The re-emergence of anti-Semitic conspiracies
It is dangerous to speculate about the motivation and ideology of the Toulouse killer. Following Anders Breivik’s attack in Oslo, many commentators wrongly assumed al-Qaeda were responsible. We tend to view the most recent attacks through the lens of the last.
The target – a Jewish school – does not reveal much, because both al-Qaeda and the far-right are obsessively anti-Semitic. Indeed, as we argued in The Power of Unreason, anti-Semitism is one of the few things that unites the far-right, al-Qaeda, and occasionally the far-left.
That is what makes it so worrying. It is worth making a broader point about anti-Semitism and far-right terrorism. Over the last three years there has been a definite increase in the activity among neo-Nazi groups across Europe. Security services are certainly taking the threat more seriously now. A number of neo-Nazis have gone through the government’s de-radicalisation ‘Channel’ project in the past two years. Combat 18, and various off-shoots in the Blood and Honour scene are more active than they were, especially online.
Neo-Nazis are obsessed with Jews and Jewish conspiracies; their ideology is addled with them. It is one of the (many) differences between the new populist right wing parties – such as the Front National – which now tend to be pro-Israel and anti-Islam. Timothy McVeigh, the Oklahoma bomber, the Ku Klux Klan, Combat 18, Ayrian Strike Force, Martyn Gilleard: all believe that a small Jewish cabal controls the world’s press and media and international governments: this is known as ‘Zionist Occupied Government’.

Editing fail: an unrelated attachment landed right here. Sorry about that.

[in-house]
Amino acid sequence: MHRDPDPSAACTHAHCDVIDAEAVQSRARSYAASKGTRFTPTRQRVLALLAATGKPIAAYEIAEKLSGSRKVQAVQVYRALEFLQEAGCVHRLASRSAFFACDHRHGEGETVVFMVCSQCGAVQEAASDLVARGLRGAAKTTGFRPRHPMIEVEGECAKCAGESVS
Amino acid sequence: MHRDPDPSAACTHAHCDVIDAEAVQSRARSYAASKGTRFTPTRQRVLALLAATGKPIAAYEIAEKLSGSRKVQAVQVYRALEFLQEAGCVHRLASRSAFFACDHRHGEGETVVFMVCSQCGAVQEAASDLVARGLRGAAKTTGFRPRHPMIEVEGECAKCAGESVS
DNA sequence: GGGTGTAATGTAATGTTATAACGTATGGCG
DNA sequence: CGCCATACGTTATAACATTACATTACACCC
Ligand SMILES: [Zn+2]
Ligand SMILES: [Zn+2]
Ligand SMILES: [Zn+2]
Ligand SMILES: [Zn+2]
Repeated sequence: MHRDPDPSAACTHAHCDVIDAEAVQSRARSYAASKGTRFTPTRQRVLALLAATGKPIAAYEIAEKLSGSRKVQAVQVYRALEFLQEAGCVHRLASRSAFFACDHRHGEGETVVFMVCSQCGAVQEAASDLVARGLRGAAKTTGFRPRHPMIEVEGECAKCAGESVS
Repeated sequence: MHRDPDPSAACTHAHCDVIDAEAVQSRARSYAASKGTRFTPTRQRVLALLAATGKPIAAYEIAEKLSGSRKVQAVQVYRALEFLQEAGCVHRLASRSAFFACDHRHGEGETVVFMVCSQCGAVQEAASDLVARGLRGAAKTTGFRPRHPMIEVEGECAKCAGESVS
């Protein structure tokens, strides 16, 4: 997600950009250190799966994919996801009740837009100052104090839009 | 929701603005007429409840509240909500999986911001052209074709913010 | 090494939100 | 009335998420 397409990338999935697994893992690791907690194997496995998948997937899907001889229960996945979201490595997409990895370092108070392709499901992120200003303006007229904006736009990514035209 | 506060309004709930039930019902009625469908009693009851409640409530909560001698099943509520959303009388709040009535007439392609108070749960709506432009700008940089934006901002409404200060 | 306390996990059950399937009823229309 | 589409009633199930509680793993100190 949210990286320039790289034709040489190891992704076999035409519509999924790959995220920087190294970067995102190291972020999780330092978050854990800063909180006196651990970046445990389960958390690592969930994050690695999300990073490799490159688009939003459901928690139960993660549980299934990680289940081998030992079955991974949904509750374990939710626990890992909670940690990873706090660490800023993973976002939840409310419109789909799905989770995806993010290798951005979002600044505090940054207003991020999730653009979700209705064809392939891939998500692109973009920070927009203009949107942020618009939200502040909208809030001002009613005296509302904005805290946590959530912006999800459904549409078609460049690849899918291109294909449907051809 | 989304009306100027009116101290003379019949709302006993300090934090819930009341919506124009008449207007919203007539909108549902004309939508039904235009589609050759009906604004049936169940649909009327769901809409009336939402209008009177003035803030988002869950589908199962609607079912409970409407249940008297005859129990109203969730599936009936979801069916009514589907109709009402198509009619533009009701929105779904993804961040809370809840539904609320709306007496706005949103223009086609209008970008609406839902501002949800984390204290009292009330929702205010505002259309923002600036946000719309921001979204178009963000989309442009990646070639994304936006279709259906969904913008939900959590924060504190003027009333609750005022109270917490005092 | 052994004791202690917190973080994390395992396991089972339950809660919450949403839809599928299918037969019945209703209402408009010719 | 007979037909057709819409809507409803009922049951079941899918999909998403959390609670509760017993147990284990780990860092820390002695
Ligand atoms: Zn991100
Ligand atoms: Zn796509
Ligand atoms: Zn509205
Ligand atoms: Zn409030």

For neo-Nazis, this provides both a justification and impulse to violence. The belief that a small group of Jews control the world demands that an urgent and dramatic response is needed to break their iron grip. What prompted McVeigh to blow up the Olkahomo Federal building in 1996 was his view that the United States was on the verge of imminent gun confiscations, citizen detention camps, and the establishment of Jewish controlled ‘one world government.’
These Jewish conspiracy theories are on the increase, partly as a result of the ease with which they can be attractively packaged and shared online. Although I suspect that the perpetrator is a far-right neo-Nazi, weaned on Internet conspiracy theories and spurred into action by the belief that France and French culture are on the verge of a precipice, I would not bank on it. Anti-Semitism is equally at home in al-Qaeda inspired groups. That is why it is so worrying,
dangerous and damaging. That is why we should be doubly concerned by the re-emergence of this prejudice.